The arrival of the migrant caravan at the Mexico-US border has proven once again that the tactic of the caravan is our best strategy for safely reaching the US. Although we have not reached the border without suffering the roughness of the trip and some of us suffering it more than others, united we have almost reached our goal of crossing to the US and have
set the example for thousands of our brothers and sisters that are now making their way in their own caravans through Mexico, while others prepare for the next caravan to take off.
. . .
We live in a daily joint struggle to survive in the US undocumented and we march side by side fighting for immigrant rights. We invite our Mexican brothers and sisters to join our caravan efforts to safely and promptly cross to the US.
The BAMN document called for the Democratic Party to demand the caravan be allowed to illegally cross the U.S. border: “The US midterm elections are over, there’s no reason why civil rights organizations and the Democratic Party apparatus should not be fiercely demanding open access across the border for the caravan and doing everything possible to stop Trump’s racist attacks on the caravan.” BAMN also encouraged Americans in San Diego, California, “to solidarize [sic] with the caravan [and], if are legally able, to get across the border to Mexico and help the caravan to cross the finish line as quickly as possible.”
Pueblo Sin Fronteras reportedly organized a rally in Oakland, California on November 25 “to show solidarity with the caravan of Central American families seeking asylum in the U.S.” According to the far-left website Workers’ World (Mundo Obrero), Honduran immigrant and Pueblo supporter Chris Lopez said: “We are here today in solidarity. We are here to support the rights of all migrants to seek asylum.”
In January 2019, a benefit show for Pueblo Sin Fronteras was hosted by Free Lunch PDX, a Portland, Oregon-based food collective, to help raise funds for their work in assisting Central American migrants commit illegal border crossings. The event was promoted by far-left media organization, It’sGoingDown.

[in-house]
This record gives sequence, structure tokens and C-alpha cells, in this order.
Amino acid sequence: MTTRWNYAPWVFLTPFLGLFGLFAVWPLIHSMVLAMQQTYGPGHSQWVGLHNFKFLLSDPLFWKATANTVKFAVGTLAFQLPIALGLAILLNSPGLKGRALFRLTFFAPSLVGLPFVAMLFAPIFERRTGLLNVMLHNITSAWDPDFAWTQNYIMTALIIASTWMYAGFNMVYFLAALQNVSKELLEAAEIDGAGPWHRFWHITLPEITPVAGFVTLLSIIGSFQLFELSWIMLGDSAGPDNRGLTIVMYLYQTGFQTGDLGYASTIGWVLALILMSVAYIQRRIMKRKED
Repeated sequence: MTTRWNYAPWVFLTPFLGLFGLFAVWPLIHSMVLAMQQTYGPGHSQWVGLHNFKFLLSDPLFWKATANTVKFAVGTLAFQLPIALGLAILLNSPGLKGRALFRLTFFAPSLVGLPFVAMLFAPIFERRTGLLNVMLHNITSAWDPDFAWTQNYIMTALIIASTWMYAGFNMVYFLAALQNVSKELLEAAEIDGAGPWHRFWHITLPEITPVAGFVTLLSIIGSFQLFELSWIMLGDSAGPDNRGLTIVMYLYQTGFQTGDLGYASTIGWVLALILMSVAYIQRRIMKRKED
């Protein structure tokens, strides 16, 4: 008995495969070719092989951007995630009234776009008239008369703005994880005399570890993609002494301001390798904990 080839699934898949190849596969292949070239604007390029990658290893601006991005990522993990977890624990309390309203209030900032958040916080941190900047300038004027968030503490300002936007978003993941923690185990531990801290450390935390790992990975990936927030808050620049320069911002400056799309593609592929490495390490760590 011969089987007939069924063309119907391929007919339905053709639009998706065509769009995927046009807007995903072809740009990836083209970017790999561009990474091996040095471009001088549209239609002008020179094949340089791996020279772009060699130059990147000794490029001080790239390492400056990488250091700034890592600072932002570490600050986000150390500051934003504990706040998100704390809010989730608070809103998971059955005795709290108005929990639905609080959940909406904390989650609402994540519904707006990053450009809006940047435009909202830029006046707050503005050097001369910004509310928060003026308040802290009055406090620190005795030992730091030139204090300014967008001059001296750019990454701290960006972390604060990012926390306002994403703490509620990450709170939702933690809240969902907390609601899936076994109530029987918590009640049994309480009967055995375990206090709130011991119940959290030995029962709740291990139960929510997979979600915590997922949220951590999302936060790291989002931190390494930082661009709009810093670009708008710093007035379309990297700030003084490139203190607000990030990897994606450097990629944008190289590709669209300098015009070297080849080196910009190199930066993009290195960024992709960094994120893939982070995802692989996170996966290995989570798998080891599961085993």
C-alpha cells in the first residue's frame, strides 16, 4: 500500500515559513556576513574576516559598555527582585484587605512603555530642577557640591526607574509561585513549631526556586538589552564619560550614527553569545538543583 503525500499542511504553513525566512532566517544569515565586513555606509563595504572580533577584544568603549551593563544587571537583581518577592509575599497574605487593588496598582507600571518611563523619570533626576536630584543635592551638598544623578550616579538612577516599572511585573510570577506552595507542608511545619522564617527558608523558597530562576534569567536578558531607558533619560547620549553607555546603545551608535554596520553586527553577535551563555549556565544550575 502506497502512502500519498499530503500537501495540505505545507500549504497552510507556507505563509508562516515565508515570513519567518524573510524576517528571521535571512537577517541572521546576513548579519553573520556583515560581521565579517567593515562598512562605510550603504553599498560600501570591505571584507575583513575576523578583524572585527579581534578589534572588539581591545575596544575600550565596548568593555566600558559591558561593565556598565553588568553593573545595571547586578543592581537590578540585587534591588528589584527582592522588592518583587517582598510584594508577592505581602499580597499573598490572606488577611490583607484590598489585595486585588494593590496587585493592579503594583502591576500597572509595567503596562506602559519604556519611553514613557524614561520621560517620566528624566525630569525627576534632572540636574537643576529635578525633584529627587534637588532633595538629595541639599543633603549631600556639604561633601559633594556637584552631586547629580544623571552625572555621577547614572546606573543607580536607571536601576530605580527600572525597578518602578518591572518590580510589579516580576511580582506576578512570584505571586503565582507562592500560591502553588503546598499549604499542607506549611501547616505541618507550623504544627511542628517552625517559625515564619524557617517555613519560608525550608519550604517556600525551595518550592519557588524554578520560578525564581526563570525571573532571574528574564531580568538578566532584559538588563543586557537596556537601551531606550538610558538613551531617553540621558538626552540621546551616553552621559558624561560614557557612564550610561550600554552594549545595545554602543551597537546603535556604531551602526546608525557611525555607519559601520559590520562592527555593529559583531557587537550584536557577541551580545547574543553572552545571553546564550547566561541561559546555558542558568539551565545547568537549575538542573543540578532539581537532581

Previous Illegal Migrant Caravan
April 2018 Caravan
In Spring 2018, hundreds of migrants from Central America approached the U.S.-Mexico border seeking asylum in the United States and threatening to enter illegally if their request was denied. Pueblo Sin Fronteras organized the caravan in conjunction with the CARA Family Detention Pro Bono Project.  The CARA coalition consists of the Catholic Legal Immigration Network, the American Immigration Council, the Refugee and Immigrant Center for Education and Legal Services, and the American Immigration Lawyers Association, all groups advocating for legal status for illegal immigrants and expanded immigration overall. These organizations have been funded by a number of major left-of-center grantmaking foundations, including the Open Society Foundations, MacArthur Foundation, Ford Foundation, and Carnegie Corporation of New York.  The caravan eventually halted in Mexico City on April 4 instead of reaching the United States border. On November 27, CNN reported that the “annual caravan of Central American migrants heading to the U.S. border [was] organized by Pueblo Sin Fronteras,” referring to the April caravan. 
In a press release released by Pueblo Sin Fronteras on March 23, 2018, the group “demand[ed]” the governments of Mexico and the United States “open the[ir] borders to us because we are as much citizens as the people of the counties where we are and/or travel.” Other demands were “that deportations, which destroy families, come to an end” and “that the U.S. government not end TPS [Temporary Protected Status] for those who need it.”  Temporary Protected Status is a status designated by the Secretary of Homeland Security which grants eligible foreign nationals protected status during “extraordinary and temporary conditions.” The demands appear to violate U.S. law, which prohibits behavior by individuals that “encourages or induces an alien to come to, enter, or reside in the United States” illegally.